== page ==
Wednesday, August 19, 2009

It's a Balancing Act

In our last post we discounted to some degree the technical problems required to manage a significantly increased deal flow on The Receivables Exchange. There ARE technical issues to be addressed and they ARE important, but the fundamental requirement of attracting more Buyers and more Sellers to the exchange is the true challenge.

But numbers alone are not enough. Quality and balance are equally important in these early days of the exchange’s growth.

What do we mean by quality?

In terms of Sellers, we mean that TRE has to attract Sellers that have the capacity to make good on their commitments to re-purchase invoices if their Account Debtors do not pay.

We’ve pointed out in prior posts the fact that TRE obtains only limited acknowledgments from Debtors and that those do NOT include affirmation of the acceptability of the goods provided or services performed. We’ve pointed out also that there are no personal guarantees to back up the Seller’s own corporate capacity and that the UCC filings obtained by TRE encumber only the receivables actually traded on the exchange.

If there haven’t been situations yet in which the Account Debtor justifiably refuses payment; rest assured there will be. And if the Seller doesn’t have the money to make good, all parties will be damaged, including TRE.

In terms of Buyers, we mean that TRE has to attract prudent investors concerned about the quality of the obligations being purchased and the strength of the Sellers they buy from. Buyers have to understand the quality (or lack thereof) of the financial information made available and the risks involved in dealing with smaller and financially weaker companies than they might be used to.

TRE needs to seek an orderly and balanced increase in the relationship between deal flow and Buyer demand. That’s a tough job; especially with so much riding on rapid growth assumptions.

The current deal flow cannot yet absorb really substantial cash inflows. One Buyer with a perceived “need” to put money to work in any significant quantity could easily absorb the entire current deal flow and create a pricing environment that is not informed by any real risk assessment.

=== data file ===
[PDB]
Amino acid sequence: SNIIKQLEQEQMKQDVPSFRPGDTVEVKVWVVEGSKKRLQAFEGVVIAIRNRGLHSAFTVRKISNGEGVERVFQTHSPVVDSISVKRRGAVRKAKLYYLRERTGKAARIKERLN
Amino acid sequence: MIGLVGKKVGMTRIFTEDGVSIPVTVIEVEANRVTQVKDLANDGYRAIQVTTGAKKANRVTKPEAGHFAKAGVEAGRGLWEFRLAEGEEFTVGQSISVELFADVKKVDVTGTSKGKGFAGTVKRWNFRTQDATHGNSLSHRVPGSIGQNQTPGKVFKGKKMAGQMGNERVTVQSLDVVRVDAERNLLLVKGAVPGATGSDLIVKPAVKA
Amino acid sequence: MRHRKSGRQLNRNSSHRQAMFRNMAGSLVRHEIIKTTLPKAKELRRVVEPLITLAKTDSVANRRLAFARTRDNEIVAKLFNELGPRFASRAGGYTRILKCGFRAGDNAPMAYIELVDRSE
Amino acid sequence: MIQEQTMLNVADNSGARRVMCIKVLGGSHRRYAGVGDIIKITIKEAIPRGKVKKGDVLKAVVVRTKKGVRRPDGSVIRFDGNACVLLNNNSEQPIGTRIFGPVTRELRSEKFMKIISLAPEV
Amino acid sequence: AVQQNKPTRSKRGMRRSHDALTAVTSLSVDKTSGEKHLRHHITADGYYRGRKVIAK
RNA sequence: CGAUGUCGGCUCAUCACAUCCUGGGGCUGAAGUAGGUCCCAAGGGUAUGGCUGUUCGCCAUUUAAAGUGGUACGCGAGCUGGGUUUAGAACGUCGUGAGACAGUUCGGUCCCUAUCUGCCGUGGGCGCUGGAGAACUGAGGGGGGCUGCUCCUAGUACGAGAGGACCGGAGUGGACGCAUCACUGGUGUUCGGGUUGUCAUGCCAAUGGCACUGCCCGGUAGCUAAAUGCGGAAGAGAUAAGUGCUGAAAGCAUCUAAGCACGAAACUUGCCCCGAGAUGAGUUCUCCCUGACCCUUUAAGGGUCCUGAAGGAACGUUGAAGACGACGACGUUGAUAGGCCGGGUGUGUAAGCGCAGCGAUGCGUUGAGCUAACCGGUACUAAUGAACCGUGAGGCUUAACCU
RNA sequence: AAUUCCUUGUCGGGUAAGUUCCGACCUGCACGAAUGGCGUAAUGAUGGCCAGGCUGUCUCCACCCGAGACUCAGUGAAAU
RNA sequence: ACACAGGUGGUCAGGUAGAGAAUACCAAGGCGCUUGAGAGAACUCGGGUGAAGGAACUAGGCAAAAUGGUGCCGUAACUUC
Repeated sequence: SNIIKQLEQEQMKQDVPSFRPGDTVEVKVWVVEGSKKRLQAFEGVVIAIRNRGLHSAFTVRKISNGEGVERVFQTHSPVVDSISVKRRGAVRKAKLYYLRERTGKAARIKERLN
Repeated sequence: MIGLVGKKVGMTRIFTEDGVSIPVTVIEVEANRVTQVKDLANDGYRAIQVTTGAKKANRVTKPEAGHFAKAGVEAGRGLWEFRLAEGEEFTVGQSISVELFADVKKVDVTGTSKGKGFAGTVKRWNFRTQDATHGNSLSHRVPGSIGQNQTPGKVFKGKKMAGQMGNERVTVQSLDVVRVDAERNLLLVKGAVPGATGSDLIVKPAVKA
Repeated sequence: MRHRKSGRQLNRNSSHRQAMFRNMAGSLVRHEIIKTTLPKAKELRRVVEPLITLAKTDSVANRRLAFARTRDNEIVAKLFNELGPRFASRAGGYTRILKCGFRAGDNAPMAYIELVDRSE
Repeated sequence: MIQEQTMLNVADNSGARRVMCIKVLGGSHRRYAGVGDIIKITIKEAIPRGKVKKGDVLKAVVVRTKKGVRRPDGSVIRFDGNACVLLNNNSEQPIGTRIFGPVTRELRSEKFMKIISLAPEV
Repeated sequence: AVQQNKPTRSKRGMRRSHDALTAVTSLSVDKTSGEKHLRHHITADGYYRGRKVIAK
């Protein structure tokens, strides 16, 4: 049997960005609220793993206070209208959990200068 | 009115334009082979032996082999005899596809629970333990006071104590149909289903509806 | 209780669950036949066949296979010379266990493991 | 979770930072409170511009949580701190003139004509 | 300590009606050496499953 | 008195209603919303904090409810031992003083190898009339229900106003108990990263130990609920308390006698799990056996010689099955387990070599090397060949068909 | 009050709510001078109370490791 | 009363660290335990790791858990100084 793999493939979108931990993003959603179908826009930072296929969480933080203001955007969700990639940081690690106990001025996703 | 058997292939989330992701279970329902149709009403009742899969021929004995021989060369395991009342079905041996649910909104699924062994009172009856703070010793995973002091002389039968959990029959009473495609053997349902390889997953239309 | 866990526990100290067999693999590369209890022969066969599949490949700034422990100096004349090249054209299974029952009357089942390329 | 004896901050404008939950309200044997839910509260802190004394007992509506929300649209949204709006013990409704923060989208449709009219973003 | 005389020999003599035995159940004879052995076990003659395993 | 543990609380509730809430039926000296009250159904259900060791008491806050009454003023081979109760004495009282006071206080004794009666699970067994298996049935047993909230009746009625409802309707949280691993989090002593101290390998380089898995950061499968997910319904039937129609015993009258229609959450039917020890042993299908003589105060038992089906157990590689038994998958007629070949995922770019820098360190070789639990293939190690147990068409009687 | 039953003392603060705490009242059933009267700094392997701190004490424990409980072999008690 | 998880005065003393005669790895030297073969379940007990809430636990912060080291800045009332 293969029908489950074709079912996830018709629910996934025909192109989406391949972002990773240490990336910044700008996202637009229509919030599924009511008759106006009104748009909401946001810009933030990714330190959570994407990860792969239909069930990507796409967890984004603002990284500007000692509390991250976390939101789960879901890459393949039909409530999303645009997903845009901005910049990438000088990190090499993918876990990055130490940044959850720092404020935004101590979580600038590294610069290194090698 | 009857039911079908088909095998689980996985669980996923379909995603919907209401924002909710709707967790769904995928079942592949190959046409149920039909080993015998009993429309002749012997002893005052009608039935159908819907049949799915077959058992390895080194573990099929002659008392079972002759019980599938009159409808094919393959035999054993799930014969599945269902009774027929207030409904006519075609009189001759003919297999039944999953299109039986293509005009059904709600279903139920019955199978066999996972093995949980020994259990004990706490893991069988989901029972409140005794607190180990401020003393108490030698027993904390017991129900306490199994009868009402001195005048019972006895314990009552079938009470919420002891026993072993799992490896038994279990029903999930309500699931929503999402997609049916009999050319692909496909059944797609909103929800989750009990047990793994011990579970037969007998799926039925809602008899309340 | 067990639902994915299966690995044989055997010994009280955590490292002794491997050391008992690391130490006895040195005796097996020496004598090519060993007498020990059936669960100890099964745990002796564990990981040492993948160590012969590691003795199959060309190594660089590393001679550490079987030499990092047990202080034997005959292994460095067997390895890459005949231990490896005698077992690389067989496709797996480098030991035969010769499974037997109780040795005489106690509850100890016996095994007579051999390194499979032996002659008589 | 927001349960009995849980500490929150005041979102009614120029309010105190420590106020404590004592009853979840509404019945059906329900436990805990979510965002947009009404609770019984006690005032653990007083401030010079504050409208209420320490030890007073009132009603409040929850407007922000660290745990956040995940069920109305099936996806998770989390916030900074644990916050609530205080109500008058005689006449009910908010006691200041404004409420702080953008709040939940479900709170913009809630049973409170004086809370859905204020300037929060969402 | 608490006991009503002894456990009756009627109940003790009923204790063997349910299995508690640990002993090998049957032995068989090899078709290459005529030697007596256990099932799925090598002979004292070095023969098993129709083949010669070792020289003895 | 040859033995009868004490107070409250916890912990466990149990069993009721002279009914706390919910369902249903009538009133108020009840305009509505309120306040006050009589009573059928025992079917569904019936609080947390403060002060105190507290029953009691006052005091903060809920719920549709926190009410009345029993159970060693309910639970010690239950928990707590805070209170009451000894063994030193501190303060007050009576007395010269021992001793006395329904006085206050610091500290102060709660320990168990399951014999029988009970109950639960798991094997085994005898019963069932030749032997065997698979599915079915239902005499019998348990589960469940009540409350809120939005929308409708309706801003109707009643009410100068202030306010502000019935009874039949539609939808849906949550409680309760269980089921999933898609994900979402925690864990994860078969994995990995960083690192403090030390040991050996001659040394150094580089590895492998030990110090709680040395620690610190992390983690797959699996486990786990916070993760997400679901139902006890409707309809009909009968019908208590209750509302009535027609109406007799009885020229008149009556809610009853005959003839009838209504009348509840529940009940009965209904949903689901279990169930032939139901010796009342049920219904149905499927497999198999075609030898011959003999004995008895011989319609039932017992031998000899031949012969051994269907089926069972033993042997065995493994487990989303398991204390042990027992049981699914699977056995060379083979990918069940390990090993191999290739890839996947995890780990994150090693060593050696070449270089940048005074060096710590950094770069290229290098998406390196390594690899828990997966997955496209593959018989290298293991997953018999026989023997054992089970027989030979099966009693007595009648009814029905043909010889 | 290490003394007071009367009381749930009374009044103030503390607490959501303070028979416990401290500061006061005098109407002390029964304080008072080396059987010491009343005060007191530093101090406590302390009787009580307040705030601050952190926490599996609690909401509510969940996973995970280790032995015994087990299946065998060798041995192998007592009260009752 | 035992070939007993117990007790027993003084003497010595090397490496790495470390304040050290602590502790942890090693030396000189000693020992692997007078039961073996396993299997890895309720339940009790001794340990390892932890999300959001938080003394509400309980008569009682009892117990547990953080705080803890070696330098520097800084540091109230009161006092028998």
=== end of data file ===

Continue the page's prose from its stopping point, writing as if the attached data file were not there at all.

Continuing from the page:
Can TRE be expected to counsel caution to Buyers willing to take any deal that comes along?

Can TRE be expected to turn away Sellers whose financial capacity and business characteristics do not meet its own stated requirements?

Not only CAN it be expected to do those things. If it doesn’t do those things; if it doesn’t work very hard to create an orderly and rational trajectory to its growth; it runs the risk of suffering the unhappy fate of other new markets which were overly focused on near-term growth objectives and into which undisciplined capital was allowed to move too quickly.

None of us needs that; least of all the exchange itself.


  1. Excellent point. This is why partnering with companies such as Ariba makes so much sense and is critical to the quality of the TRE marketplace. When a receivable is uploaded by a seller directly from the Ariba Network, it represents an unbroken chain of positive payment approval confirmation coming directly from the Obligor's ERP system. This should significantly reduce the risk profile of these receivables and thus benefit the supplier even more by lowering the ultimate cost of capital achieved on the Exchange.

  2. Hi Drew,

    Thanks very much for the comment. Can you expand a bit on the idea that a receivable posted by an Ariba Seller "represents an unbroken chain of positive payment approval confirmation"?

    That suggests that the Ariba Seller's confirmation quality is in some way more robust than that of other TRE Sellers.

    If that is true then Buyers should certainly be aware of the difference since pricing should, as you suggest, be affected.

    Can you elaborate? Thanks.